In person: Wang Bing, director, in conversation with Carma Hinton, documentary filmmaker and Clarence J. Robinson Professor of Visual Culture and Chinese Studies at George Mason University
Watch the trailer.
Over ten years in the making, Wang Bing’s latest project records testimony from survivors of a hard-labor camp in the Gobi Desert. The 495-minute documentary also surveys the harsh landscape, where the bones of those who didn’t survive remain. It will be shown in three parts, each followed by a Q&A with the filmmaker.
In Gansu Province, northwest China, lie the remains of countless prisoners abandoned in the Gobi Desert decades ago. Designated as “ultra-rightists” in the Communist Party’s anti-rightist campaign of 1957, they starved to death in the Jiabiangou and Mingshui reeducation camps. The film invites us to meet survivors of the camps to find out firsthand who they were, the hardships they were forced to endure, and what became their destiny.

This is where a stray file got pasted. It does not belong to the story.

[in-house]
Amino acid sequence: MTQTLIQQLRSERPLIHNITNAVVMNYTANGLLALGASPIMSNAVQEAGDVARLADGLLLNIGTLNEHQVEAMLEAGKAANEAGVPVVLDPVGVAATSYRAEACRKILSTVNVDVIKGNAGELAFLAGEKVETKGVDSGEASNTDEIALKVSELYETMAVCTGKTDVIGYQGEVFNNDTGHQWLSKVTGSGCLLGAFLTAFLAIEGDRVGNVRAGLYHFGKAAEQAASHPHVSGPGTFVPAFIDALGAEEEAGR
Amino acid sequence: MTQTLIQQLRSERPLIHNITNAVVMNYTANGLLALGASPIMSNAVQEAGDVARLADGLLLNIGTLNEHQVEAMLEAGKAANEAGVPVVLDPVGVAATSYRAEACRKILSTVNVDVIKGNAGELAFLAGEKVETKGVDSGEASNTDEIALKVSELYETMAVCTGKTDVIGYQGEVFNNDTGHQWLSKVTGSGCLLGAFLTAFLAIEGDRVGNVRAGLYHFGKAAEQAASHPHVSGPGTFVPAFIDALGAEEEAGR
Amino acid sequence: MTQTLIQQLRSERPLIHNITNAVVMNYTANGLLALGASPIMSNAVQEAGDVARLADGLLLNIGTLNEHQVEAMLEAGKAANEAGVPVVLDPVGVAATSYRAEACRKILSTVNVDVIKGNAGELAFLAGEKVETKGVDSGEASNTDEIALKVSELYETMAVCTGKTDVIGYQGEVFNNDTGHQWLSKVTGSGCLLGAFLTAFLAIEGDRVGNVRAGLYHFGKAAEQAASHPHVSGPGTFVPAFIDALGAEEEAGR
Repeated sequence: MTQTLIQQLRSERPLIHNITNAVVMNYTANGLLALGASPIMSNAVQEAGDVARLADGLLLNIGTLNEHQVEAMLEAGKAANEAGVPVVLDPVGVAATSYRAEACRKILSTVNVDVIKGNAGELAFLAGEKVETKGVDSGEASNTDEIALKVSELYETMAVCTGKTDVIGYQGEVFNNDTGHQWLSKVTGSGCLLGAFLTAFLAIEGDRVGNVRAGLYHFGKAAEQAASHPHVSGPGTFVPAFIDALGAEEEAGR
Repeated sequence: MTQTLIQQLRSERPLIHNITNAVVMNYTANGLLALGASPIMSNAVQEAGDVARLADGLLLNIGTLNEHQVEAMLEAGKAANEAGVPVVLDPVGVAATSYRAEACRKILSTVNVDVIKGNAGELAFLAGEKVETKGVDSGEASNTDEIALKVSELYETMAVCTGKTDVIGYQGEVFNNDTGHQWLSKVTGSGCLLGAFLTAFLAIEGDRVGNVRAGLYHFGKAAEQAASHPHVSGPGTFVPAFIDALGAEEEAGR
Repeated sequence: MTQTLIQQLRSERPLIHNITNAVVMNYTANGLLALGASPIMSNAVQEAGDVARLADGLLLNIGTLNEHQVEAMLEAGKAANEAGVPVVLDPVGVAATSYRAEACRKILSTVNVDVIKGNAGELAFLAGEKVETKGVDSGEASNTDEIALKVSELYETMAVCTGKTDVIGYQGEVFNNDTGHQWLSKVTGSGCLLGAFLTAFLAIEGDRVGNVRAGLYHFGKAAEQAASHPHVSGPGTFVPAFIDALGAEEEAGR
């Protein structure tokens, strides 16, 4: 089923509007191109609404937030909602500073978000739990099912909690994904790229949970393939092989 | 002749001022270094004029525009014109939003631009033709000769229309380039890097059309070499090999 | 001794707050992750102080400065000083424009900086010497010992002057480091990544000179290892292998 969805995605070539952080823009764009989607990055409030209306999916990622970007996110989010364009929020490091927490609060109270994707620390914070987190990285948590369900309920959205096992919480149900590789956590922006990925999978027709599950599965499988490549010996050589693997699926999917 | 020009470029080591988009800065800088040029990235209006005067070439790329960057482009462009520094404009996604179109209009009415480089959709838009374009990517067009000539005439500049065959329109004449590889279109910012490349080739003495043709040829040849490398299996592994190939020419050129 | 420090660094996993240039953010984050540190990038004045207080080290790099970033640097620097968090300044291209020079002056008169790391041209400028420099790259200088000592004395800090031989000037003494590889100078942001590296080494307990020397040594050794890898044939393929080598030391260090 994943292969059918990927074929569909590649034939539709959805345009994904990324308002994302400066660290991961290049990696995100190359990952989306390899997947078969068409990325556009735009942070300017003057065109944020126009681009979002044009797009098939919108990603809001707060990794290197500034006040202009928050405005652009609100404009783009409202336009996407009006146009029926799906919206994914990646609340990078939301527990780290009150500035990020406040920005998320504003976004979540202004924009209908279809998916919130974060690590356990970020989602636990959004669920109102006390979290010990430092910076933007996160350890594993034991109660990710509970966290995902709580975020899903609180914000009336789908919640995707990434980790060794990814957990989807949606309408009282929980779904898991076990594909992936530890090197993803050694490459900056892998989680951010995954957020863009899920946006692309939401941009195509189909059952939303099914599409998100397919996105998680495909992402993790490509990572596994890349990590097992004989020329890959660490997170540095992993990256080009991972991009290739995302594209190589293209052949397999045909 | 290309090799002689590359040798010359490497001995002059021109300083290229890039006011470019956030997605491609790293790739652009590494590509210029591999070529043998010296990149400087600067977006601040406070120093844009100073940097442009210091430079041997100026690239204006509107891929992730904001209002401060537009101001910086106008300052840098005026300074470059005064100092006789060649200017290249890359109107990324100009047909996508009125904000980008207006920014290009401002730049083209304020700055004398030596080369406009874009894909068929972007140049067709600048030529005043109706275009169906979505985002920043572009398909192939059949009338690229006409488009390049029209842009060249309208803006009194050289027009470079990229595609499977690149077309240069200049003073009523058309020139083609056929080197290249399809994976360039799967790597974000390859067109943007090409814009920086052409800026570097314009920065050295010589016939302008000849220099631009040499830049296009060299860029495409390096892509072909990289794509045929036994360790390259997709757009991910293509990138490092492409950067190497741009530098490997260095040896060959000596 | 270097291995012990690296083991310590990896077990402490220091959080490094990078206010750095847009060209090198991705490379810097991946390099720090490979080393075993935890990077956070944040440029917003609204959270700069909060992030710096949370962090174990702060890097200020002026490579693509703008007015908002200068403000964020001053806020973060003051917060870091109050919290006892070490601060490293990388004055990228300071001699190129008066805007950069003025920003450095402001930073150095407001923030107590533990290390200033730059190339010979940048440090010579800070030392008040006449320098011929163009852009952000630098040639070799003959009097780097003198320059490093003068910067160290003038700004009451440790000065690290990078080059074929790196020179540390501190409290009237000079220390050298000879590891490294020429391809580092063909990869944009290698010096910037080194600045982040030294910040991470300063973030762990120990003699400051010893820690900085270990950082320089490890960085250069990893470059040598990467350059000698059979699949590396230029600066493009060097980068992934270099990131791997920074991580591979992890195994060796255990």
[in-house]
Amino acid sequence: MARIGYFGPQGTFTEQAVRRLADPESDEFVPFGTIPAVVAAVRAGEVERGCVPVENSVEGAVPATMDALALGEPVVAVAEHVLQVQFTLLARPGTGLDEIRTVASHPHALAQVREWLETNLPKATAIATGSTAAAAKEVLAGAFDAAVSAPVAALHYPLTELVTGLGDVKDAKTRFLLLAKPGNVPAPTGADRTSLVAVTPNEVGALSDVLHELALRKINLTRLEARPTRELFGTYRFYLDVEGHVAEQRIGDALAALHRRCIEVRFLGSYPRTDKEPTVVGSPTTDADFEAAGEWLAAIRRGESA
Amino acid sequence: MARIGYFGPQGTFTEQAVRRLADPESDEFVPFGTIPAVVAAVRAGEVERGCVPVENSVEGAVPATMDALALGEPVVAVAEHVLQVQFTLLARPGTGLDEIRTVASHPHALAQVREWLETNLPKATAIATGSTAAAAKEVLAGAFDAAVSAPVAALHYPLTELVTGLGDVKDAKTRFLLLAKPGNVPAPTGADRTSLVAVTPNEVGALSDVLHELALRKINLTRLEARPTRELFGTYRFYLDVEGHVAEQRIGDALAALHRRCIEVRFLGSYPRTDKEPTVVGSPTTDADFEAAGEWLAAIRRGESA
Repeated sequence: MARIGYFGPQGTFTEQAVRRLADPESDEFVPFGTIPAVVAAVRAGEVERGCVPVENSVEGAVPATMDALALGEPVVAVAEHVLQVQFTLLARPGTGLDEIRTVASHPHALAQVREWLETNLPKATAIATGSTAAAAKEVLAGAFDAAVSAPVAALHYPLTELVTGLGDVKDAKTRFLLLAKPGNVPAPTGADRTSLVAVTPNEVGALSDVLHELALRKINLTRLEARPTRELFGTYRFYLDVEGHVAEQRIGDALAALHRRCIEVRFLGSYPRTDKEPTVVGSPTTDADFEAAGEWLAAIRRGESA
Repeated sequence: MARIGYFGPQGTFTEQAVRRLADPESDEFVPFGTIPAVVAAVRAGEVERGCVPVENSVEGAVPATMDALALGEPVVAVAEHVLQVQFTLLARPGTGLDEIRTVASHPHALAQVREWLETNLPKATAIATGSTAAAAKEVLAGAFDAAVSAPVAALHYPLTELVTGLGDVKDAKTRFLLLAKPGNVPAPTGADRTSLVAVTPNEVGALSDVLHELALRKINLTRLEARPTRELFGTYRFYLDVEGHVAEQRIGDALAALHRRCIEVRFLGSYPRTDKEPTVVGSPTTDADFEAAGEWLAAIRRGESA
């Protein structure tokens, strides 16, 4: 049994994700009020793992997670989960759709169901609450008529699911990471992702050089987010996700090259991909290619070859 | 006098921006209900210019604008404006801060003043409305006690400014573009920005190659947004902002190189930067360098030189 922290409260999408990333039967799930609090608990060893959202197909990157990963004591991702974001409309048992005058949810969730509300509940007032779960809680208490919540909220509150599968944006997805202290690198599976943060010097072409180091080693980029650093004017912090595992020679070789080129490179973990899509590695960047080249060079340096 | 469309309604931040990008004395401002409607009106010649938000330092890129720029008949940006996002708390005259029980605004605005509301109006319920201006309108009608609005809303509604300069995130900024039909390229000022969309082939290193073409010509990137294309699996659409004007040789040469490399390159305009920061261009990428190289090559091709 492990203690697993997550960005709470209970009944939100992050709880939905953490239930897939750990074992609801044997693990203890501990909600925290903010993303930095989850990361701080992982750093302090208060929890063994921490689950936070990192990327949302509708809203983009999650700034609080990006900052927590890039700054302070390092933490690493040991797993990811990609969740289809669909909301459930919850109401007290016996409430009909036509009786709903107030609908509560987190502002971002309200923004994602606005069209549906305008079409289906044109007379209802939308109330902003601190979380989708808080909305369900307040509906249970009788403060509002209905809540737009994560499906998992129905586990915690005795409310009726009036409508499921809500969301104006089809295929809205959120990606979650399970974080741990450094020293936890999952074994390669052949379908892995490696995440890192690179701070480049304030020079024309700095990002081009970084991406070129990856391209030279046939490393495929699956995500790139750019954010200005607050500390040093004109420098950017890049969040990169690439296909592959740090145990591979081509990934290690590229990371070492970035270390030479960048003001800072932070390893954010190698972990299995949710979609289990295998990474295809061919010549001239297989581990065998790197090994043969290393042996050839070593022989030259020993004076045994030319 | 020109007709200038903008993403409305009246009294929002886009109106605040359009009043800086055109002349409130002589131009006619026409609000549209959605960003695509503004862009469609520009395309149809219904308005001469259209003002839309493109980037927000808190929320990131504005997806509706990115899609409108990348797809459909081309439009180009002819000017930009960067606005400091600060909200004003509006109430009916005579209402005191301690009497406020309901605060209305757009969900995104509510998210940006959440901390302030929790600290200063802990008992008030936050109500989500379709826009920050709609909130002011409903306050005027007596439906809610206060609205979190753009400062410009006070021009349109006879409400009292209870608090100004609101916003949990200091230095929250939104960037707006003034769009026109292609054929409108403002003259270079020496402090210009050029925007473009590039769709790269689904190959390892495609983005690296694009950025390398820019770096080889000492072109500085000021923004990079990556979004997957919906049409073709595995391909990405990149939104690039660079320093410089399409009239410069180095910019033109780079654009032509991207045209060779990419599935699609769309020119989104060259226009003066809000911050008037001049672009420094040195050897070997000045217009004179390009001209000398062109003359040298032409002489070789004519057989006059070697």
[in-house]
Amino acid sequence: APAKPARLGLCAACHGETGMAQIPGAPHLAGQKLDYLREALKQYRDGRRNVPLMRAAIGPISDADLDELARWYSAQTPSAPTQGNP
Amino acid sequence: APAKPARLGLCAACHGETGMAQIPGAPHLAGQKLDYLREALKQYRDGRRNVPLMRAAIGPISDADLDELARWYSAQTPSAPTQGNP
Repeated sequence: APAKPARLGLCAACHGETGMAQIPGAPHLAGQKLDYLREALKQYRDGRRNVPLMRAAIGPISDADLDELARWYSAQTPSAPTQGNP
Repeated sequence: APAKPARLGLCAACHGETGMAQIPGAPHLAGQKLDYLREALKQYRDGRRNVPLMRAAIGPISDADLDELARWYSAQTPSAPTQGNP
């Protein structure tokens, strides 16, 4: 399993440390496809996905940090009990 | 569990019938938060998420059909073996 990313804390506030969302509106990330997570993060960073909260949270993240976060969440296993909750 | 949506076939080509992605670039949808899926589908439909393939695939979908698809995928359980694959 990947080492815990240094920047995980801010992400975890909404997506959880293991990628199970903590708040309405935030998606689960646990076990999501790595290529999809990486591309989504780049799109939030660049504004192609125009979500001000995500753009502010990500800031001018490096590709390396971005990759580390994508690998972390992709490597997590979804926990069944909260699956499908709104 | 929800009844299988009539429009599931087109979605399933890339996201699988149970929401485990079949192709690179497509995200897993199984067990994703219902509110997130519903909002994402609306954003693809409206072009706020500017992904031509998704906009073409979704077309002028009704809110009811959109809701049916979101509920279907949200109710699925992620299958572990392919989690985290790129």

Dead Souls premiered as a special screening at last year’s Cannes Film Festival to rapturous reviews. Variety’s Owen Gleiberman compared it to Shoah as “a powerfully sobering and clear-eyed investigation that justifies its length through the gravity and presence of its testimony.” In the Hollywood Reporter, Clarence Tsui remarked that a “thoroughly focused and tightly structured” quality makes Dead Souls the director’s “most explosive outing.” Sight & Sound called it “a monumental achievement.” Description courtesy of Icarus Films. (Dir.: Wang Bing, France/Switzerland, 2018, 165 min., DCP, Mandarin with English subtitles)
Image courtesy of Icarus Films and Grasshopper Film